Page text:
The power cut-off unit may include coil units and a switch unit, the voltage sensing unit may be connected to the coil unit, a line of a relay coil side controlled by a battery management system (BMS) may be connected to the switch unit, and the switch unit may cut off an electrical connection to cut off power of the line of the relay coil side when power is applied to the coil unit by the operation of the voltage sensing unit.

The input voltage dividing unit may include a plurality of resistors connected to each other in series.

The voltage sensing unit may be configured of a shunt regulator, an anode of the shunt regulator may be connected between the resistors of the input voltage dividing unit, a cathode of the shunt regulator may be connected to a positive electrode of the battery cell to which the input voltage dividing unit is connected, a reference of the shunt regulator may be connected to a negative electrode of the battery cell to which the input voltage dividing unit is connected, and the cathode and the reference of the shunt regulator may be electrically conducted to each other when an input voltage divided using the input voltage dividing unit is input as a predetermined voltage or more.

The power cut-off unit may include coil units and a switch unit, one side of the coil unit may be connected to the positive electrode of the battery cell to which the input voltage dividing unit is connected and the other side thereof may be connected to the cathode of the shunt regulator, and one side of the switch unit may be connected to a line of a relay coil side controlled by a battery management system (BMS) and the other side thereof may be connected to a common line (−).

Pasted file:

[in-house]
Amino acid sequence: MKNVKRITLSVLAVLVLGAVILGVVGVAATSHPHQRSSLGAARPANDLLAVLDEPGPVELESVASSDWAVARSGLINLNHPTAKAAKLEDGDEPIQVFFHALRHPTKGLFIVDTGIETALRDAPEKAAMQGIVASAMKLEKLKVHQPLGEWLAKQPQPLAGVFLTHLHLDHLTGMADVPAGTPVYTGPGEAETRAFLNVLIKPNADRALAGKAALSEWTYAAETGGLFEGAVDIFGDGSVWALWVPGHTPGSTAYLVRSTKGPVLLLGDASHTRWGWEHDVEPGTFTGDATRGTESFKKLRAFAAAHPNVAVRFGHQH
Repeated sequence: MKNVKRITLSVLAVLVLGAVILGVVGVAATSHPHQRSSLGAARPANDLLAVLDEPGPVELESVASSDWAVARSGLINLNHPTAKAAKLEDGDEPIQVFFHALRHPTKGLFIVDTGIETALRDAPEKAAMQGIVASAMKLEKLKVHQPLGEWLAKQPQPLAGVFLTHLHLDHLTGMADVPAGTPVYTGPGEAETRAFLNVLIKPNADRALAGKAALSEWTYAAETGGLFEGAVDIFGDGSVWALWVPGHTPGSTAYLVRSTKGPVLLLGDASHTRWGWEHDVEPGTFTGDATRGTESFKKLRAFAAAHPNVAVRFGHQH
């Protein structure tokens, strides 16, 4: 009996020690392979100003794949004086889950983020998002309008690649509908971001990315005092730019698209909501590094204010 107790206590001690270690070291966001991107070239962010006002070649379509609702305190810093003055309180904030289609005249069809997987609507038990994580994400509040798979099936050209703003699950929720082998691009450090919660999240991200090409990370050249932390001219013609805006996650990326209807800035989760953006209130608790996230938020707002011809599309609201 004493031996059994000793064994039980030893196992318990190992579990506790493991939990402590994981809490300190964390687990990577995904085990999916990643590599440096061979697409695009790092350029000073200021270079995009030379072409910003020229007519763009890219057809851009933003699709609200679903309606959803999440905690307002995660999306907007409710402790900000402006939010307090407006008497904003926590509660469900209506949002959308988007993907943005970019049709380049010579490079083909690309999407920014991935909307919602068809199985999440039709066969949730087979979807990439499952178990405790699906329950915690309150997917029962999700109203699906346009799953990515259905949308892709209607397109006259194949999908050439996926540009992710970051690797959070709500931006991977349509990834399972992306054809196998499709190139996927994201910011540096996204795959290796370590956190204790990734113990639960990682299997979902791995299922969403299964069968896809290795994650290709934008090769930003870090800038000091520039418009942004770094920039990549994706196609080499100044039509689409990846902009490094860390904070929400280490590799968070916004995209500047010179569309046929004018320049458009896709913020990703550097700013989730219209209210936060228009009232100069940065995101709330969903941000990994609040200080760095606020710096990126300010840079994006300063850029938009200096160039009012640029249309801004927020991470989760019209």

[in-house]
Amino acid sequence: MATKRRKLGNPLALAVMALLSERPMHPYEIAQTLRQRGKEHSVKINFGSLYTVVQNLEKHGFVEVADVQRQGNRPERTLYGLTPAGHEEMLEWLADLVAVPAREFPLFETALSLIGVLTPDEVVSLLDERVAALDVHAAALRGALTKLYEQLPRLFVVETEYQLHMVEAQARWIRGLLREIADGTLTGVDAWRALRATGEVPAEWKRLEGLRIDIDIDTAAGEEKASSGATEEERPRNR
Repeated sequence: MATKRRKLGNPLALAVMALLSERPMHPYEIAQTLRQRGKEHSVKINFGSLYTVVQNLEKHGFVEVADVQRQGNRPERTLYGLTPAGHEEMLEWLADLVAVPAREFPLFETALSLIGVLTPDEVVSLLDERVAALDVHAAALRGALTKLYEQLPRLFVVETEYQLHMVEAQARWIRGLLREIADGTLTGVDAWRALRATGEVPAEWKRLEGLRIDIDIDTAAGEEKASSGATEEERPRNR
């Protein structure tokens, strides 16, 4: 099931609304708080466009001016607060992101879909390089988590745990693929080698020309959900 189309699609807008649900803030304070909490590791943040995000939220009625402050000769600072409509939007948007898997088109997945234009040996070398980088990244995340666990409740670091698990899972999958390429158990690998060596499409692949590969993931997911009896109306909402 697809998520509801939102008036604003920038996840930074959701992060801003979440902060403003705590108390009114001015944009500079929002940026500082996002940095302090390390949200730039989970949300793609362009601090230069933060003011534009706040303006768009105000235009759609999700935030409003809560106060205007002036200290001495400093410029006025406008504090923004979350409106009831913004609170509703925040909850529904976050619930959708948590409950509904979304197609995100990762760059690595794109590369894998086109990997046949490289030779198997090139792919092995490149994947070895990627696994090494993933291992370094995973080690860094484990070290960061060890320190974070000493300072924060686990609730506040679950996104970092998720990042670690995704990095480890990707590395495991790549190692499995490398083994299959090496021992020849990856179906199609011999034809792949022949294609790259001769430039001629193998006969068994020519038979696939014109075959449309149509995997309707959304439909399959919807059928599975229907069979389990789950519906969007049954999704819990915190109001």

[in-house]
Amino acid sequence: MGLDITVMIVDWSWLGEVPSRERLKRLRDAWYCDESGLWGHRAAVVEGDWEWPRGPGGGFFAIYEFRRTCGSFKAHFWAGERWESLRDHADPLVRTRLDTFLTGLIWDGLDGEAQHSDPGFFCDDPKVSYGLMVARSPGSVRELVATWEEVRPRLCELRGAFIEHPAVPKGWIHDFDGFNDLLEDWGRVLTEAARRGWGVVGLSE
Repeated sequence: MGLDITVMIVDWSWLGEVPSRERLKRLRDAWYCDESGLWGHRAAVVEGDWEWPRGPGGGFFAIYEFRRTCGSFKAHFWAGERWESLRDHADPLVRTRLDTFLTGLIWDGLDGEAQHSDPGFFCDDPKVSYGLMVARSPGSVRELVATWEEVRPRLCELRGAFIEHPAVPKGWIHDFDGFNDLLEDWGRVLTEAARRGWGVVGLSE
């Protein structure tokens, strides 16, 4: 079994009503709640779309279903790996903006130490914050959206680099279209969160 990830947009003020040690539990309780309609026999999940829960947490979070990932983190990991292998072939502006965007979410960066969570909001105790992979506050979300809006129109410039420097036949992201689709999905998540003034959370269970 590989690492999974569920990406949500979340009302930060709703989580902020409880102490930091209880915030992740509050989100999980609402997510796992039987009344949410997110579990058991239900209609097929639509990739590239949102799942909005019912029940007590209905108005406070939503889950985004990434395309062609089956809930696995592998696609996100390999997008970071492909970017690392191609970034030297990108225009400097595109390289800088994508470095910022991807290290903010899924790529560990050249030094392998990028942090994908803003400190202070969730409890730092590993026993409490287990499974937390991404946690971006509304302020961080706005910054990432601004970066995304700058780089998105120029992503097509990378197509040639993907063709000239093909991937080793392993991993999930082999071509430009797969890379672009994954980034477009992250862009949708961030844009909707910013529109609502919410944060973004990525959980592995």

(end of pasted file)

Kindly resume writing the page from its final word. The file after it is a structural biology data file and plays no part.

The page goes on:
The power cut-off unit may be configured of a non-return circuit operating the switch unit when the power is applied to the coil unit by the operation of the voltage sensing unit and maintaining an operation state as it is until before a separate control is performed.

The power cut-off unit may be configured of a latching relay.

The power cut-off unit may include a resistor connected to the coil units in parallel between the coil units of the power cut-off unit.

The overcharge preventing device may further include a safety unit connected across the battery cell or to the anode of the shunt regulator and the reference of the shunt regulator.

The safety unit may be at least any one of a capacitor and a TVS diode.

Advantageous Effects

In the battery overcharge preventing device according to an exemplary embodiment of the present invention, when overcharge is generated during a period in which the battery pack is charged, the power supplied to the battery pack is cut off, thereby making it possible to prevent ignition or explosion.